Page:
HunterCoin the game sits within such a blockchain for an electronic currency also known as HunterCoin. The act of playing the game replaces the automated procedure for mining digital currency and for the 1st time makes it a manual one and with no need for expensive hardware. Using strategy, time and teamwork, players venture out onto a map in search of coins and on finding some and returning safely with their base (other teams are on the market attempting to stop them and steal their coins) they are able to cash out their coins by depositing them into their own digital wallet, typically an app designed to make and receive digital payments. 10% of the value of any coins deposited by players go to the miners maintaining HunterCoin’s blockchain and also a small percent of any coins lost whenever a player is killed and their coins dropped. While the game graphics are basic and significant rewards take time to accumulate HunterCoin is an experiment that might be viewed as the first gaming with monetary reward built-in as a primary function.

Though still in development VoidSpace is a more polished approach towards gaming in a functioning economy. A Massively Multiplayer Online Roleplaying Game (MMORPG), VoidSpace is set in space where players explore an ever-growing universe, mining natural resources such as asteroids and trading them for goods with other players with the purpose of building their own galactic empire. Players will be rewarded for mining in DogeCoin, a far more established type of digital currency that is currently used widely for micro-payments on various social media sites. DogeCoin will also be currency of in-game trade between players and the means to make in-game purchases. Like HunterCoin, DogeCoin is a legitimate and fully functioning digital currency and like HunterCoin it could be traded for both digital and real fiat currencies on exchanges like Poloniex.

The future of video games?

Though it is early days regarding quality the release of HunterCoin and VoidSpace can be an interesting indication of what may be the next evolution for games. MMORPG’s are being considered as ways to model the outbreak of epidemics due to how player’s reactions to an unintended plague mirrored recorded hard-to-model areas of human behaviour to real world outbreaks. It may be surmised that eventually in-game virtual economies could possibly be used as models to check economic theories and develop responses to massive failures based on observations of how players use digital currency with real value. It is also a good test for the functionality and potential applications of digital currencies that have the promise of moving beyond mere vehicles of exchange and into exciting regions of personal digitial ownership for example. In the mean time, players will have the methods to translate hours before a screen into digital currency and dollars, sterling, euros or yen.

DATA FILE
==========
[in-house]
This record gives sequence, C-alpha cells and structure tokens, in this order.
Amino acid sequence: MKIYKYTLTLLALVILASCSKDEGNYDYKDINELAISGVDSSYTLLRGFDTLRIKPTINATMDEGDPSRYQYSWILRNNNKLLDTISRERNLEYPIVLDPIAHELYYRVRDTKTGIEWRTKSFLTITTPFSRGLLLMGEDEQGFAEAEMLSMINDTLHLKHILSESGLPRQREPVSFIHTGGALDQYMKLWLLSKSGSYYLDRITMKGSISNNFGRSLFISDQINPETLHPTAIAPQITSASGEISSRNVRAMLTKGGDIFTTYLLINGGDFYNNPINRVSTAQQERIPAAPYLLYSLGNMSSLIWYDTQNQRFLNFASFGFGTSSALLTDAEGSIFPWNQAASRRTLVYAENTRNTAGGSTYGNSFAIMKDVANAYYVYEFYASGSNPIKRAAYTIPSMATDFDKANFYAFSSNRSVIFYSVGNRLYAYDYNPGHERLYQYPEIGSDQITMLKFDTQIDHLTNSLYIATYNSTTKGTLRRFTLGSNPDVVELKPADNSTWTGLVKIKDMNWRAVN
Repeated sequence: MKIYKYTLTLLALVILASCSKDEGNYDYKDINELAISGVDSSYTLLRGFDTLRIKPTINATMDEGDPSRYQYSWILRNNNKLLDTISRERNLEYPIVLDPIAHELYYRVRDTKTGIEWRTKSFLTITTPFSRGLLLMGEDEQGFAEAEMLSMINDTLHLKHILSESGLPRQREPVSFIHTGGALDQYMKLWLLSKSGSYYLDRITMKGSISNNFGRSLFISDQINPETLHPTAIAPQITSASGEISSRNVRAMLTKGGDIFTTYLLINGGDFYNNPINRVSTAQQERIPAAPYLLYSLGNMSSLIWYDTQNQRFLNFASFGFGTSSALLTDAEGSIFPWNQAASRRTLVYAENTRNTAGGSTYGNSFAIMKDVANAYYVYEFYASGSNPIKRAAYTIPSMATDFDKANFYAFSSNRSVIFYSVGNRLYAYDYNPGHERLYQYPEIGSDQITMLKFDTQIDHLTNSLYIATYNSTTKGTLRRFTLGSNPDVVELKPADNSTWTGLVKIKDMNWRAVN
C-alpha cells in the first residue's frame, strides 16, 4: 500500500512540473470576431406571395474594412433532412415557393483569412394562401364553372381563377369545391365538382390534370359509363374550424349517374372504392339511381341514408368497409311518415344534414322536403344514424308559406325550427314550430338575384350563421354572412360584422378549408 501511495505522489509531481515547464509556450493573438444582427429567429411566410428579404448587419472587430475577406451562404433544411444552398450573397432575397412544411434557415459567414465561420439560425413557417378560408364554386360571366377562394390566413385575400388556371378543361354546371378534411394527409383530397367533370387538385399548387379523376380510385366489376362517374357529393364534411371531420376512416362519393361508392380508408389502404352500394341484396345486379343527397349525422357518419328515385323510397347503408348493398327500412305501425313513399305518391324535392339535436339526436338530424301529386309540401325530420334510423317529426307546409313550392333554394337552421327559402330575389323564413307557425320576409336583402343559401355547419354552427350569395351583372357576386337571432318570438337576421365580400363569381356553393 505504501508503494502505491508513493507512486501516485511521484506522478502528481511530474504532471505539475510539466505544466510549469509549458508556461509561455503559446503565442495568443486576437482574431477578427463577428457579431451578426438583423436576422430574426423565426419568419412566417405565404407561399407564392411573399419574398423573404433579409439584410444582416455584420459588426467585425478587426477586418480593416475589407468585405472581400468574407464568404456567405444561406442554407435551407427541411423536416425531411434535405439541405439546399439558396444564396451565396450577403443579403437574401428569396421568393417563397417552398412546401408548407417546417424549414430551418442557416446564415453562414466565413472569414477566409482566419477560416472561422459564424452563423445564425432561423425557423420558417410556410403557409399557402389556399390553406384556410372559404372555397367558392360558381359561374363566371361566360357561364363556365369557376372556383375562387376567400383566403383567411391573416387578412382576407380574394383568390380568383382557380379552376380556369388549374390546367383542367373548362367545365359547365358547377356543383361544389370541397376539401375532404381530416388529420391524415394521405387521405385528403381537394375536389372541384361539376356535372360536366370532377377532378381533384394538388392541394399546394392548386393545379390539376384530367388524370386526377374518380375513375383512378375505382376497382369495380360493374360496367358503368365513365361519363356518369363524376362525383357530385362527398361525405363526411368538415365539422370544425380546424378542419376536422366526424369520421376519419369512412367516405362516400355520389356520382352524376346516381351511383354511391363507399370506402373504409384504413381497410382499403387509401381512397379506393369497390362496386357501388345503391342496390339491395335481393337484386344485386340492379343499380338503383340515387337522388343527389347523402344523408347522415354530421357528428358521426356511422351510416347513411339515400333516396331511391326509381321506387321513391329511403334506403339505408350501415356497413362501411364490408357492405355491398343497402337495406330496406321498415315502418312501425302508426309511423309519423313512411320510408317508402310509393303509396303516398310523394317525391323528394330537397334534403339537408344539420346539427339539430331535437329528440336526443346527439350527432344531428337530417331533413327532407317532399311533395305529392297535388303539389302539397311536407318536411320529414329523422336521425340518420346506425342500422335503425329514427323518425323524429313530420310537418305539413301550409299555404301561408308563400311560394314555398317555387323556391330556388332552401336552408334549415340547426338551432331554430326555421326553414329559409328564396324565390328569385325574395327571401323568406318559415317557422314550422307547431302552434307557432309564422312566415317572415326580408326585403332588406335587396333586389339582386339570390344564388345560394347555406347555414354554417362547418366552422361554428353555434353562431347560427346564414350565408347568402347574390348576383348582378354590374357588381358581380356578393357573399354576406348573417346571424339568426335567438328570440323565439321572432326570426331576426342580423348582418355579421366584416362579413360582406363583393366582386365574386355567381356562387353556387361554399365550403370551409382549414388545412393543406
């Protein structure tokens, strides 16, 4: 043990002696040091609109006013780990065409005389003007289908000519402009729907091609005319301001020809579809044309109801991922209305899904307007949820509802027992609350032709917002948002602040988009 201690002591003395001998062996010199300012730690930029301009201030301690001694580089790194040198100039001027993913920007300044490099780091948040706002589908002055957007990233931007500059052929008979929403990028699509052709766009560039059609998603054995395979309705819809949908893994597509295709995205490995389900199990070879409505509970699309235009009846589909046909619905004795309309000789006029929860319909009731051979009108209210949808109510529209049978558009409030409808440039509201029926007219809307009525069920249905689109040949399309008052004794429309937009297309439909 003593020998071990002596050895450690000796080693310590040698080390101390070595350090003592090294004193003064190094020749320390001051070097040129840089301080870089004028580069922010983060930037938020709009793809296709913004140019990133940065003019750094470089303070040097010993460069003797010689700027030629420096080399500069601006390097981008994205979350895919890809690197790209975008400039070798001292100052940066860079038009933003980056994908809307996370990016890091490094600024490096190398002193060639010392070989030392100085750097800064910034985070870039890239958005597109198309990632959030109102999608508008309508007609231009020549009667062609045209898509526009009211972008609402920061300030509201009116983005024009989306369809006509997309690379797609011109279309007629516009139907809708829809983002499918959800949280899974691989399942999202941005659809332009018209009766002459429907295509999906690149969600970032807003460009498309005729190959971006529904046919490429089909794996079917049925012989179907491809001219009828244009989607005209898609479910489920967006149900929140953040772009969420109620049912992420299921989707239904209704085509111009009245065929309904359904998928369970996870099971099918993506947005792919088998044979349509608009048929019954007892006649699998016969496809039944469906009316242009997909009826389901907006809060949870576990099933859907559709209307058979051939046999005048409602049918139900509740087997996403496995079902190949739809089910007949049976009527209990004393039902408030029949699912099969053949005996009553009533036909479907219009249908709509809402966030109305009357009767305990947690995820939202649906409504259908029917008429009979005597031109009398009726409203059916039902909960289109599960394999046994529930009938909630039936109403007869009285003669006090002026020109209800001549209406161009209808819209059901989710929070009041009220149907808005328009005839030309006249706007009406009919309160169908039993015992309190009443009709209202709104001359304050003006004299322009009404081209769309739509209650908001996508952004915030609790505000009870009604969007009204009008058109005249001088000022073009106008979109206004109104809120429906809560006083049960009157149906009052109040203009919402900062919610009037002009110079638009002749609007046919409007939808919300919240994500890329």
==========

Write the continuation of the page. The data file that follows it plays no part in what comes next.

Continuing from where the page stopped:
But before plateforme de trading en ligne quit your entire day job…

… it’s worth mentioning current exchange rates. It’s estimated that a player could comfortably recoup their initial registration fee of 1 1.005 HunterCoin (HUC) for joining HunterCoin the game in 1 day’s play. Currently HUC can’t be exchanged right to USD, one must convert it into a more established digital currency like Bitcoin. During writing the exchange rate of HUC to Bitcoin (BC) is 0.00001900 as the exchange rate of BC to USD is $384.24. 1 HUC traded to BC and to USD, before any transaction fees were taken into account would equate to… $0.01 USD. This is not to say that as a player becomes more adept that they cannot grow their team of virtual CoinHunters and perhaps employ a few ‘bot’ programmes that could automatically play the game under the guise of another player and earn coins for them aswell but I think it’s safe to state that right now even efforts like this might only realistically result in enough change for an everyday McDonalds. Unless players are prepared to submit to intrusive in-game advertising, share personal data or join a game such as CoinHunter that’s built on the Bitcoin blockchain it is improbable that rewards are ever likely to be a lot more than micro-payments for the casual gamer. And perhaps this is a good thing, because surely if you receives a commission for something it stops being a game any more?